This spring, I joined fellow leaders in academic medicine for our annual AAMC council meetings—the Council of Deans and Council of Teaching Hospitals and Health Systems combined meeting in Phoenix, Ariz., and the Council of Faculty and Academic Societies meeting in Chicago, Ill. I always value these gatherings for the opportunities they present to share best practices, network with colleagues, and hear fresh perspectives from peers across the country. This year, the conversation turned to the many ways our community innovates to meet our current challenges—from developing new models for health care delivery to seeking out new sources of research funding and developing new methods of educating today’s learners. Many of these changes are already having positive effects on our institutions and communities.
But change, even necessary and positive change, can be difficult for individuals and organizations. In this time of transformation, it has become clear that we need to support leaders in developing the skills and knowledge they need to tackle the change-management challenges of 21st century health care.
By fostering collaborative work environments, leaders at all levels of academic medicine can encourage their colleagues to perform at their best and position our institutions to solve our most pressing challenges.
What do we need from our leaders to address the challenges we face today and those we can see on the horizon? Though our community is innovating across our mission areas, the culture of our institutions often follows an older model—one that privileges the hierarchy and competition of the status quo. When this is the case, organizational leaders are sometimes expected to have all of the answers—to simply implement a set of prescribed solutions to an institution’s challenges.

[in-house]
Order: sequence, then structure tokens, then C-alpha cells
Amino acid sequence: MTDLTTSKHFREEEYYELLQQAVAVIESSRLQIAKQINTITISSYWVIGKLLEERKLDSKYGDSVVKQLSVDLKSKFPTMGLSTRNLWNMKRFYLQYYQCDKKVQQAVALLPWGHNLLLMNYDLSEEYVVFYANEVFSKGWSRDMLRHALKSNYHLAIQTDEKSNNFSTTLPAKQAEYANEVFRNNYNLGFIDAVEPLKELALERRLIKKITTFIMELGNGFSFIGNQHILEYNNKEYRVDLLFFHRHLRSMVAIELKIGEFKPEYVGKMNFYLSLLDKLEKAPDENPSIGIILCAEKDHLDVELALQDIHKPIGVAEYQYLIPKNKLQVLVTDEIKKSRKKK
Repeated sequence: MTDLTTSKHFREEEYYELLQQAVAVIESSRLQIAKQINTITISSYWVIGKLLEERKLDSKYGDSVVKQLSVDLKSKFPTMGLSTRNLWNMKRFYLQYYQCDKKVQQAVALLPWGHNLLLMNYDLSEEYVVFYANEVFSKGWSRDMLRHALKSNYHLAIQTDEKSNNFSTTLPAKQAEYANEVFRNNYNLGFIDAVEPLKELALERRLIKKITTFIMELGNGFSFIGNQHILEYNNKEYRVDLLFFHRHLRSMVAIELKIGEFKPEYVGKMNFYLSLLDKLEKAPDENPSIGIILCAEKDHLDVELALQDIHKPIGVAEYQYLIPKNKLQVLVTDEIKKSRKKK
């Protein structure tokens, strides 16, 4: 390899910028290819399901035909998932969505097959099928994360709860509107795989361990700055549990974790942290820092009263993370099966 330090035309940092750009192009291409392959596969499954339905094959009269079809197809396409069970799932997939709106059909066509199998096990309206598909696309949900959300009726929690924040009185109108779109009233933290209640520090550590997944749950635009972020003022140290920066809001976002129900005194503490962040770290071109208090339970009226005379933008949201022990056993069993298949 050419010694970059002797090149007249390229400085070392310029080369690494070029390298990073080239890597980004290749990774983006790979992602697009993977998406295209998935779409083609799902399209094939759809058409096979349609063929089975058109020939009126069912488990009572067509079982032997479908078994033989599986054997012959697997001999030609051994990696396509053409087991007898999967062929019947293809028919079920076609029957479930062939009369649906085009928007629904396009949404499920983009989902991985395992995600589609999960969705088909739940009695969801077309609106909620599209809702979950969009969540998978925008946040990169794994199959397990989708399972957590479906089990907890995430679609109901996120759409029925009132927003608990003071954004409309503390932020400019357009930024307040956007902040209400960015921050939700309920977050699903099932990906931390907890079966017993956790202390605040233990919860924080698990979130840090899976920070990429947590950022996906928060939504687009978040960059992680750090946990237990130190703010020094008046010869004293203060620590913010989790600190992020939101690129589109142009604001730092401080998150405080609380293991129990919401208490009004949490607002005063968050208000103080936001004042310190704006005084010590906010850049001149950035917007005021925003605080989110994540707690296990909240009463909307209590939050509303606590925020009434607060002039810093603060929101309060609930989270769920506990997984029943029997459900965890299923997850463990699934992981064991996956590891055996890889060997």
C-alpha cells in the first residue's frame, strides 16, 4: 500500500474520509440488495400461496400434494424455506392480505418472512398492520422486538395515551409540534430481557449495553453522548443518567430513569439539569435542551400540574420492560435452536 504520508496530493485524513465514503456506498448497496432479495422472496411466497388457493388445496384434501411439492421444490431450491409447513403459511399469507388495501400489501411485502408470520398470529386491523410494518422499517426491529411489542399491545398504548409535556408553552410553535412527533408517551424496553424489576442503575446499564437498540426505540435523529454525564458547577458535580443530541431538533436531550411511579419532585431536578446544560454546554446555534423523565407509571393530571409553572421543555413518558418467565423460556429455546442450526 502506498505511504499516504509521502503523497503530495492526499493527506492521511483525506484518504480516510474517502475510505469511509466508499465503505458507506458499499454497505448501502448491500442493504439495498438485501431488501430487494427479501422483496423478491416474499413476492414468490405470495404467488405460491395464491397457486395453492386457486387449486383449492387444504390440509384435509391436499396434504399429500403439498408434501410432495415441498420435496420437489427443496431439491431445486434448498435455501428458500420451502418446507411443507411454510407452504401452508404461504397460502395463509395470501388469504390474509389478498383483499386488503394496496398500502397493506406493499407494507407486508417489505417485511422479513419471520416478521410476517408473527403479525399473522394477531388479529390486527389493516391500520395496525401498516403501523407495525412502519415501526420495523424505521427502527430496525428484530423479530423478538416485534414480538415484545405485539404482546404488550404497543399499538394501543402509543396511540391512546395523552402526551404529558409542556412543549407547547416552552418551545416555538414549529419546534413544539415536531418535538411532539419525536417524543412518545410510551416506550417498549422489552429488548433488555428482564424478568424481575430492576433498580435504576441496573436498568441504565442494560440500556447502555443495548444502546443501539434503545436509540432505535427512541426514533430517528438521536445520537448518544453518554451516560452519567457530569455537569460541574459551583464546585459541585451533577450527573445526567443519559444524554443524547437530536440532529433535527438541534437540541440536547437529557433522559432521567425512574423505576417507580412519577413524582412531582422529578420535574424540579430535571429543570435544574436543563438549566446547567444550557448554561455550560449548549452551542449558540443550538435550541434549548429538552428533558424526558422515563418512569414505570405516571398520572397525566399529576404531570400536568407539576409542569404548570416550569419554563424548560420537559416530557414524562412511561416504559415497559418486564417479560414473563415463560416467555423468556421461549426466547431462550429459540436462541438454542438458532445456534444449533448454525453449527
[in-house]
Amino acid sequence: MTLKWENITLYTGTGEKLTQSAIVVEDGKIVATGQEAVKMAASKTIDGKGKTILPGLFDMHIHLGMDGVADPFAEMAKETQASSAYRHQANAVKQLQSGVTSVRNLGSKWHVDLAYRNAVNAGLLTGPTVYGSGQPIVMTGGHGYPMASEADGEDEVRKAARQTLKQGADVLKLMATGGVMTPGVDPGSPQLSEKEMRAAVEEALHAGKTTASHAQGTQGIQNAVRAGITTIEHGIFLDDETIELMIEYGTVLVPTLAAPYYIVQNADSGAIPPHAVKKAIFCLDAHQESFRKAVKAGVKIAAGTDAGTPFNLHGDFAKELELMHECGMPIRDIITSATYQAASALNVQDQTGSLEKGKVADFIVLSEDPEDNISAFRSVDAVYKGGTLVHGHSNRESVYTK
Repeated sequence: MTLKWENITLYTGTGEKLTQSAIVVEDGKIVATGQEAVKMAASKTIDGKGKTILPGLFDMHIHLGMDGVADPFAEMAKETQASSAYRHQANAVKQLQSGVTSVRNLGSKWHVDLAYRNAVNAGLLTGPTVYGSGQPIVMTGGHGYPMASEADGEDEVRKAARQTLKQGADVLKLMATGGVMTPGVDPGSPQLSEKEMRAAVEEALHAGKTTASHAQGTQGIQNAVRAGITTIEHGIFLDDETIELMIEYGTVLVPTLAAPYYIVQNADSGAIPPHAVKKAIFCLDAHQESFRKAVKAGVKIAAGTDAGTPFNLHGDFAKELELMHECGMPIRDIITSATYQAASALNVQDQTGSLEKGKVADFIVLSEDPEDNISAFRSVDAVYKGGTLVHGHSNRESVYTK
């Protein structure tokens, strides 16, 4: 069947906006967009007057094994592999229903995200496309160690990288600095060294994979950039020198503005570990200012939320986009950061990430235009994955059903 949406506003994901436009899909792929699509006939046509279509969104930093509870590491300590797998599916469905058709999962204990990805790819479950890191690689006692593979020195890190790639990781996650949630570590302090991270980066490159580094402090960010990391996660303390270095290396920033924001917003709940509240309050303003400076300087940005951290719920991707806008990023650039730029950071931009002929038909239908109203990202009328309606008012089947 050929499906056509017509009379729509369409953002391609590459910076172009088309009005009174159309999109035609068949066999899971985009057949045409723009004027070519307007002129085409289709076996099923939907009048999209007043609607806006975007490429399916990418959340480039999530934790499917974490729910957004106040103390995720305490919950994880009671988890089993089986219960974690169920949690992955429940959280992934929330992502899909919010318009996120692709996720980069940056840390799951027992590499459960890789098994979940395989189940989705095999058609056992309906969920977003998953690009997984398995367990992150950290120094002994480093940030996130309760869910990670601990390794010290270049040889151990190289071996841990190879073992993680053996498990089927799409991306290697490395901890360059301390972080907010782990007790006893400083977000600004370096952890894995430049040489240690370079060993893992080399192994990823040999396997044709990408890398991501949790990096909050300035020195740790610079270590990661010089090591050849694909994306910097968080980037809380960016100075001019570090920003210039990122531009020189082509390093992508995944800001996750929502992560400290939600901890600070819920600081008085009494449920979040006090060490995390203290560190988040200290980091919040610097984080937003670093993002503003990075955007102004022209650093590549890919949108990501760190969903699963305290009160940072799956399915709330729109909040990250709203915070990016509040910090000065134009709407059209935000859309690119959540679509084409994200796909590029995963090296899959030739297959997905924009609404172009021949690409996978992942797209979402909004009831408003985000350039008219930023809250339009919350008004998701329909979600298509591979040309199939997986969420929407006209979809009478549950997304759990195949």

But to drive real innovation, we need leaders who can set the cultural tone and promote inclusive, team-based learning and clinical environments. We need “multipliers”—leaders who look for ways to amplify intelligence, produce better outcomes, and foster talent in their colleagues. By fostering collaborative work environments, leaders at all levels of academic medicine can encourage their colleagues to perform at their best and position our institutions to solve our most pressing challenges. This will drive innovation in academic medicine and health care at large.
Training leaders to be multipliers begins in medical school. Medical schools are now expected to provide interprofessional team training as part of the curriculum, equipping the next generation of physicians with the ability to understand, respect, and amplify the work of other health professionals. Through active service-learning programs, medical students are learning to be leaders in their communities. Advocacy initiatives, both at AAMC institutions and our own AAMC Action, offer students and residents the experience of advocating before policymakers and state and national leaders. Coupled with a shift toward training in core professional competencies, like interpersonal and communication skills and personal and professional development, these experiences promise a next generation of physicians that is more well-rounded and prepared for diverse and complex challenges.